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Hiking Coyote Wall and the Labyrinth

We took a drive out east to tackle Coyote Wall and the Labyrinth. Just an hour outside of Portland, the landscape changes dramatically, offering countless […]

We took a drive out east to tackle Coyote Wall and the Labyrinth. Just an hour outside of Portland, the landscape changes dramatically, offering countless opportunities for scenic hiking along the Columbia River gorge.

Coyote Wall is 4 miles east of Bingen, Washington (White Salmon) just across the river from Hood River. You can access the hike by following Highway 14 or crossing the narrow green span that joins the two towns for $1.00.

The hike begins by tracing the base of Coyote Wall, following the “Old Road,” formerly Old Highway 8 the main route along the Washington side of the gorge, which would have been an incredible (and incredibly close) drive along the rock wall. After a few minutes (and a field of very large fallen boulders) the terrain flattens out. At this point, we followed an old jeep road left, then up and up and up.

It might be worth noting that there were actually quite a few mountain bikers on the trails around here, which was a first for us as far as Columbia Gorge hikes go. Even though I was sure they’d be an annoyance, there didn’t seem to be too many and they didn’t pose any problems for us, so it ended up being fine.

This hike is simply like no other that we’ve done along the gorge. For one, it’s wide open, very little cover from the sun. For this reason, we avoided hiking the Wall last summer. We made an attempt in the fall, but the weather was against us.

However, the weather was forecast to be exceptionally brilliant (…and stable…for the PacNW in March) so we made our way east, and boy did we luck out. That’s the Columbia River down below, and Oregon on the other side.

Of course, looking back toward Portland, there was still substantial cloud cover. Even so, the weather offered a peek of Mt. Hood in the distance.

At approximately 1,700 feet, we found a nice place to rest and take in the view — which gave us about 1,500 feet elevation gain from the parking lot. That’s Coyote Wall, to the left, and the twin levees below carry the railroad and Highway 14. And, below, that’s Lori and the baby-bump.

 

 

 

 

 

After ascending to the upper reaches of Coyote Wall, we turned around and headed for the Labyrinth. But not before finding ourselves in a leafless stand of trees we had not accounted for. We pressed on and soon found ourselves exiting a gate labeled PRIVATE PROPERTY! Oops. At least it gave my pregnant wife some urgently needed cover to give back to Mother Nature.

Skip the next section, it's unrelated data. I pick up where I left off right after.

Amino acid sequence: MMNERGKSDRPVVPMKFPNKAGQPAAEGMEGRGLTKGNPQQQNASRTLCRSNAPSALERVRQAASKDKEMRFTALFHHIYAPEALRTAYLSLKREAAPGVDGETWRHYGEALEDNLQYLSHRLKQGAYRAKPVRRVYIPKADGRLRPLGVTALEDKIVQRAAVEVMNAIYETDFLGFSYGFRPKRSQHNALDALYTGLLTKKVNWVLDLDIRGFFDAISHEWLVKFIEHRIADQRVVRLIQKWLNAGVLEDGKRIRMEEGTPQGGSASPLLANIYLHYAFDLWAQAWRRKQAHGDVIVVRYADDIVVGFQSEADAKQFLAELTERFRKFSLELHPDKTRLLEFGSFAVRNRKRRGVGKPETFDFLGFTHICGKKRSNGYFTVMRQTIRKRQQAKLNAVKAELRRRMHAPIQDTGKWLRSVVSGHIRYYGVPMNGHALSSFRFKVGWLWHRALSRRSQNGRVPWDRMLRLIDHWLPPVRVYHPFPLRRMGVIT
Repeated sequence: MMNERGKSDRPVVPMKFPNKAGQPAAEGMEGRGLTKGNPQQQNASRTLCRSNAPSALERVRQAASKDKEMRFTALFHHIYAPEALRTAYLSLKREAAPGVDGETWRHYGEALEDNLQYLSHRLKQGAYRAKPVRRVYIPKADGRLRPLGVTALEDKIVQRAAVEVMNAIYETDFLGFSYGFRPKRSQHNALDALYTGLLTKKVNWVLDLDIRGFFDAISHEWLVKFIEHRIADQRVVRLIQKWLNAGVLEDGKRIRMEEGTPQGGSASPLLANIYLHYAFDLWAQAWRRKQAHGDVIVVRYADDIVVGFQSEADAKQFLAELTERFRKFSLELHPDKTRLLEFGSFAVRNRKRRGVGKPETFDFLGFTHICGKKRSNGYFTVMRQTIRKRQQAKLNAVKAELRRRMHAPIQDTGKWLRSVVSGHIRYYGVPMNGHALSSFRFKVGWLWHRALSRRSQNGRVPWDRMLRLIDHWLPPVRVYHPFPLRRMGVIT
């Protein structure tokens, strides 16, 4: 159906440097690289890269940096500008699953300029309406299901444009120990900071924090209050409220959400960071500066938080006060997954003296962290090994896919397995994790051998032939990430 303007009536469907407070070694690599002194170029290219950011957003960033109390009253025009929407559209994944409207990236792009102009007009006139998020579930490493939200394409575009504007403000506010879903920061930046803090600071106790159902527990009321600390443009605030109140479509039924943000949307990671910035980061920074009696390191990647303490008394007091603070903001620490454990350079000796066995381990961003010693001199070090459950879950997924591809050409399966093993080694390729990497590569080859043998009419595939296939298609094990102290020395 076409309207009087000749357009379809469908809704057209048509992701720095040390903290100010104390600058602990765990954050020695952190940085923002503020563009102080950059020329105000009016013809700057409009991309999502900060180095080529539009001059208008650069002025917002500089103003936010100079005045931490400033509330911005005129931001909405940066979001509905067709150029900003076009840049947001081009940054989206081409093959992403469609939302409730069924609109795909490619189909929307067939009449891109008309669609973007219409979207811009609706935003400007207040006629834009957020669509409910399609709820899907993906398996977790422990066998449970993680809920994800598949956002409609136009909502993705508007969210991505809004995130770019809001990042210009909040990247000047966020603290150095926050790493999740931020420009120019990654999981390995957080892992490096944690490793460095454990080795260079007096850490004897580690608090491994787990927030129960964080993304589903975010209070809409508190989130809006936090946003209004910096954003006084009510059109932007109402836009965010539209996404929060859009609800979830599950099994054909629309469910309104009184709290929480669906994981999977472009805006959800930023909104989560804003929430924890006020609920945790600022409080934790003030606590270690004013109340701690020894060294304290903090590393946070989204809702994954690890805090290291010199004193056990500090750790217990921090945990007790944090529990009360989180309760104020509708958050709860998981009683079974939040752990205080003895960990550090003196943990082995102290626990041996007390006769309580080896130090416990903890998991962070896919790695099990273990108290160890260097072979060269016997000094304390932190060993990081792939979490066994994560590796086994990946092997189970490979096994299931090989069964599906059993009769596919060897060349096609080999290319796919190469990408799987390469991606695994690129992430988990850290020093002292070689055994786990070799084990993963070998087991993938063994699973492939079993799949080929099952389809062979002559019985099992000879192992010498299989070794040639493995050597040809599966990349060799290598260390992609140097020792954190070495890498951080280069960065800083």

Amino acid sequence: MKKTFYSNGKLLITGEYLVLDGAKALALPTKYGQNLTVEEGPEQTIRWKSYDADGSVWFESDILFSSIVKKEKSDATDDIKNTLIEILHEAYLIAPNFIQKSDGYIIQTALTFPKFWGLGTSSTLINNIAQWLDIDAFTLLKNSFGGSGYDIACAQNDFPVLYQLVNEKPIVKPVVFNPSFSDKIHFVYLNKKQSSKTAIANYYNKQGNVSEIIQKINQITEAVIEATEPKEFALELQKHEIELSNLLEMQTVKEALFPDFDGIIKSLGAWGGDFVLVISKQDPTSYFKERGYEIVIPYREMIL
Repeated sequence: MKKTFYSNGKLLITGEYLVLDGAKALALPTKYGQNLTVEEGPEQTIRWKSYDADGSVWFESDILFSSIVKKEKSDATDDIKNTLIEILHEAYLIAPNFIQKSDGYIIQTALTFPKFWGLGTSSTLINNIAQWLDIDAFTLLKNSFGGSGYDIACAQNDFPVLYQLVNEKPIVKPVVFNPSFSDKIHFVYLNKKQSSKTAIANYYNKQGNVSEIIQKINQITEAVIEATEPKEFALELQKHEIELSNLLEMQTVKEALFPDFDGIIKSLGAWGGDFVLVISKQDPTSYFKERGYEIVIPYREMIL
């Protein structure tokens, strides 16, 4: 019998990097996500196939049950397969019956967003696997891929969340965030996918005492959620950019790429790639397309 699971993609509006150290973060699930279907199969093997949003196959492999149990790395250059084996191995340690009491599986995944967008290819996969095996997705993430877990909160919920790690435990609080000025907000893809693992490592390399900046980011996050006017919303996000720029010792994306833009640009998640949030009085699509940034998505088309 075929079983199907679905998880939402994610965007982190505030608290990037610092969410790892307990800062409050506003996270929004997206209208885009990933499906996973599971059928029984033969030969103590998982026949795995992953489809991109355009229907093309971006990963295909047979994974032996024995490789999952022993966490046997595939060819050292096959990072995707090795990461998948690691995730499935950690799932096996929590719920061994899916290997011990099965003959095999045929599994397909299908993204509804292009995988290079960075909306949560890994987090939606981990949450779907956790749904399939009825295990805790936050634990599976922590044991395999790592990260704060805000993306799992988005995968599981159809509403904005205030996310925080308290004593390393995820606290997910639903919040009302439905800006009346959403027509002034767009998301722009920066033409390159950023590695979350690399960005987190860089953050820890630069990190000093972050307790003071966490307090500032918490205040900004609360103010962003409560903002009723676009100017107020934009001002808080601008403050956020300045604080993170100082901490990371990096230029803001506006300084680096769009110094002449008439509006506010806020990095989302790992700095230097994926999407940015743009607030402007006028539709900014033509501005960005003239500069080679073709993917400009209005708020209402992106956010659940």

The Labyrinth is not a straight forward endeavor, hence its name I guess. We got lost, then lost again — but you’re never really lost because of the openness of the terrain (you can always see the river, and you know that the river is downhill). We followed a trail that became less and less of a trail until it vanished all together and we were staring down into this ravine.

At that point, we decided to turn back and take another, much more clearly marked, route back to the Old Road.

I was very proud of Lori for her efforts on this hike. The description said “Moderate,” but I’d say it’s Moderate-to-Strenuous, if only for the steady 1,500-foot climb to the top of the wall. We stopped for breaks (and hydrated) a bit more than pre-pregnancy, but it really didn’t seem like all that much for someone carrying 18 extra pounds up the side of a steep incline.

There were tons of yellow wildflowers all around, contrasting with the green and brown landscape — and a smattering of picturesque little falls as well.

 

 

One of the best things about this hike was that it’s like a box of Forrest Gump’s chocolates…you never know what you’re going to get…which is surprising, given that there isn’t much blocking your view at any given point…until you crest a berm and encounter something completely unexpected.

 

Leaving Coyote Wall and driving up to White Salmon for a burger at Everybody’s Brewing, I had my window down (on account of the amazing weather) and heard something unsettling. Clink. Clink. Clink.

After parking, I inspected the front driver’s side tire and discovered a large nail. We spent the next half hour eating and calling around to all three places in the White Salmon/ Bingen/ Hood River area that might be able to fix a flat after 5pm. Of course there were none, which meant we’d have to beeline it to the Hood River Les Schwab after finishing our meal in hopes of making it before 5pm. Which we did, by about 5 minutes. They were quick and had us back on the road in less than 10 minutes.

I do have to say though that it is a bit unsettling to drive over the Hood River bridge, which is a little under a mile in length, 9 feet wide from center to guard rail, and metal grating the entire way — and to hear the clunk, clunk, clunk of the nail hitting the grating over and over, knowing at any minute that the grating could yank the nail from the tire and cause all sorts of problems. Good times. But we made it. And to top it off, Lori got a killer prego photo with our tire before it went back on the car.

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